With options around U.S., Brazilian EB-5 investor tells what drew him to Orlando soccer stadium

A view from the live construction camera on Aug. 29 of the new soccer stadium.
A view from the live construction camera on Aug. 29 of the new soccer stadium. (Orlando City Soccer)

Fabricio Bossle, a partner in Sao Paulo-based private equity firm BZX Capital, had hundreds of commercial developments across the United States he could have invested $500,000 in last year while applying for a permanent visa through the EB-5 program.

But he chose Orlando City Soccer Club's new stadium construction project, calling it the closest thing to a slam dunk that investors like him have seen in years.


With a higher forecasted rate of return than most projects on the EB-5 market, the rarity of a revenue stream already proven over two years, and team owners putting up more equity than any project he'd ever seen, hotel and office tower proposals in bigger cities couldn't measure up.

"They're not only building a stadium, they're building a life center for Downtown Orlando," Bossle told GrowthSpotter in a recent interview. "The other big development projects I considered were just buildings. They would create jobs for two to three years during construction, produce a small number of permanent jobs and then likely be sold. I think this Orlando City stadium project is more sustainable."

OCSC is now almost a year into marketing a $49.5 million offering for EB-5 permanent visas to up to 99 foreign investors, the majority coming from soccer-enthused South America who recognize the club's Brazilian majority owner and star player Kaká, GrowthSpotter first reported May 10.

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Miami-based EB-5 advisor American Regional Center Group is coordinating the campaign, with local regional center Florida EB5 Investments LLC helping line up foreign investors for the project.

First introduced in 1990, the EB-5 program provides permanent residence to a foreign national and their immediate family, if they invest $500,000 or $1 million in a commercial project in the U.S. that creates at least 10 direct jobs. The new visas are capped at 10,000 annually.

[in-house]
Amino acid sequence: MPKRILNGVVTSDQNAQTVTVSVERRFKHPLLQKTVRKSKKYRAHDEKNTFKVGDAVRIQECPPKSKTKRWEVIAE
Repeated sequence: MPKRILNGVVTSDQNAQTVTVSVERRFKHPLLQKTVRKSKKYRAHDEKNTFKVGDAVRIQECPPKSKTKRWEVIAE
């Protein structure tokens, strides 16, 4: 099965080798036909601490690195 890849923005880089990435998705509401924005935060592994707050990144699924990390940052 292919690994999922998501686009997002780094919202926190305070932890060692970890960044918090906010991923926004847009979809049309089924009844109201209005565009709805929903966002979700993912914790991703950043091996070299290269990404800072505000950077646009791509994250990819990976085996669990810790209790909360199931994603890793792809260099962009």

In most EB-5 projects, a "special purpose company" is created that will disburse the invested funds to the development. In the soccer stadium case, that company will own a 19.8 percent stake in the stadium entity, with that 19.8 percent divided up among 99 individuals.

OCSC's soccer stadium is uniquely attractive to EB-5 investors because the club has already proven through two seasons that it has a strong, steady revenue stream.

Foreign investors face risk when committing their $500,000 to most commercial developments, because the client base and long-term success of that business hasn't been proven.

With the EB-5 regional center program pending expiration on Sept. 30, Congressional lawmakers are pushing for changes that could redirect investments to poor and rural communities, and increase the minimum investment amounts required of foreign nationals seeking an immigrant visa.

But OCSC's stadium will rely mainly on attendance for revenue with 25,500 seats, and the club has proven it can draw that many or more per game to Camping World Stadium.

"This project is 65 percent finished already, in terms of construction. Most projects go to market to start raising EB-5 capital from investors before the whole capital stack has been put together," said Gonzalo Lopez Jordan, managing partner with American Regional Center Group. "We're literally years ahead of other projects competing for the same investors."

Bossle didn't plan to invest in his new backyard, it just worked out that way. He moved to Orlando in 2014 with his wife and three children on a student visa, enrolling at Stetson University to pursue an MBA.